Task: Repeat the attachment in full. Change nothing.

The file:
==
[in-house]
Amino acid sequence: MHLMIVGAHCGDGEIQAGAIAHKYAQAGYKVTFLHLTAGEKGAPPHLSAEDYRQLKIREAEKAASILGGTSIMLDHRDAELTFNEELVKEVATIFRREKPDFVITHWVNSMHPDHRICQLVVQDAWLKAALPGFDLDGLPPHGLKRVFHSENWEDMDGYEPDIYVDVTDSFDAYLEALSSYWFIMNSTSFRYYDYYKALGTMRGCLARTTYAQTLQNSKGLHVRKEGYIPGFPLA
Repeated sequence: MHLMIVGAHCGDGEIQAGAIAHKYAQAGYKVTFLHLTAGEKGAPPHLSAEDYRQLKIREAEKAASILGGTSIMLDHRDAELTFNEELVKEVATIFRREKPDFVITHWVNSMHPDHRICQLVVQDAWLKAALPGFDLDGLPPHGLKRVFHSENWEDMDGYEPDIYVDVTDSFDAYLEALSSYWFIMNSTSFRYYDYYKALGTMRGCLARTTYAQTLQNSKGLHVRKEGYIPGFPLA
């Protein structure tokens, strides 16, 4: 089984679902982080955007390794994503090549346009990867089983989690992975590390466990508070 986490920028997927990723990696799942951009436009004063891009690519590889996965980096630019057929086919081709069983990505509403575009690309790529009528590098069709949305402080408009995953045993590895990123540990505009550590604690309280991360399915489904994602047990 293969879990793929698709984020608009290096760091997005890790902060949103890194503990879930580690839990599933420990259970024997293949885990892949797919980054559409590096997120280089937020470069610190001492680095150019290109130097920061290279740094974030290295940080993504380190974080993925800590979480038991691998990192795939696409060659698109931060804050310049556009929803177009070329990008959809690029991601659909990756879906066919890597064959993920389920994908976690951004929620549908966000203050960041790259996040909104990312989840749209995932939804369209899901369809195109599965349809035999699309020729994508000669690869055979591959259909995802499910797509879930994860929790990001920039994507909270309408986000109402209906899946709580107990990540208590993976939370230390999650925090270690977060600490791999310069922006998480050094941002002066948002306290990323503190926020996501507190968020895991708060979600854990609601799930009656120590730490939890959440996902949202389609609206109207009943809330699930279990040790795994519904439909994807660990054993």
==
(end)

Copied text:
[in-house]
Amino acid sequence: MHLMIVGAHCGDGEIQAGAIAHKYAQAGYKVTFLHLTAGEKGAPPHLSAEDYRQLKIREAEKAASILGGTSIMLDHRDAELTFNEELVKEVATIFRREKPDFVITHWVNSMHPDHRICQLVVQDAWLKAALPGFDLDGLPPHGLKRVFHSENWEDMDGYEPDIYVDVTDSFDAYLEALSSYWFIMNSTSFRYYDYYKALGTMRGCLARTTYAQTLQNSKGLHVRKEGYIPGFPLA
Repeated sequence: MHLMIVGAHCGDGEIQAGAIAHKYAQAGYKVTFLHLTAGEKGAPPHLSAEDYRQLKIREAEKAASILGGTSIMLDHRDAELTFNEELVKEVATIFRREKPDFVITHWVNSMHPDHRICQLVVQDAWLKAALPGFDLDGLPPHGLKRVFHSENWEDMDGYEPDIYVDVTDSFDAYLEALSSYWFIMNSTSFRYYDYYKALGTMRGCLARTTYAQTLQNSKGLHVRKEGYIPGFPLA
């Protein structure tokens, strides 16, 4: 089984679902982080955007390794994503090549346009990867089983989690992975590390466990508070 986490920028997927990723990696799942951009436009004063891009690519590889996965980096630019057929086919081709069983990505509403575009690309790529009528590098069709949305402080408009995953045993590895990123540990505009550590604690309280991360399915489904994602047990 293969879990793929698709984020608009290096760091997005890790902060949103890194503990879930580690839990599933420990259970024997293949885990892949797919980054559409590096997120280089937020470069610190001492680095150019290109130097920061290279740094974030290295940080993504380190974080993925800590979480038991691998990192795939696409060659698109931060804050310049556009929803177009070329990008959809690029991601659909990756879906066919890597064959993920389920994908976690951004929620549908966000203050960041790259996040909104990312989840749209995932939804369209899901369809195109599965349809035999699309020729994508000669690869055979591959259909995802499910797509879930994860929790990001920039994507909270309408986000109402209906899946709580107990990540208590993976939370230390999650925090270690977060600490791999310069922006998480050094941002002066948002306290990323503190926020996501507190968020895991708060979600854990609601799930009656120590730490939890959440996902949202389609609206109207009943809330699930279990040790795994519904439909994807660990054993």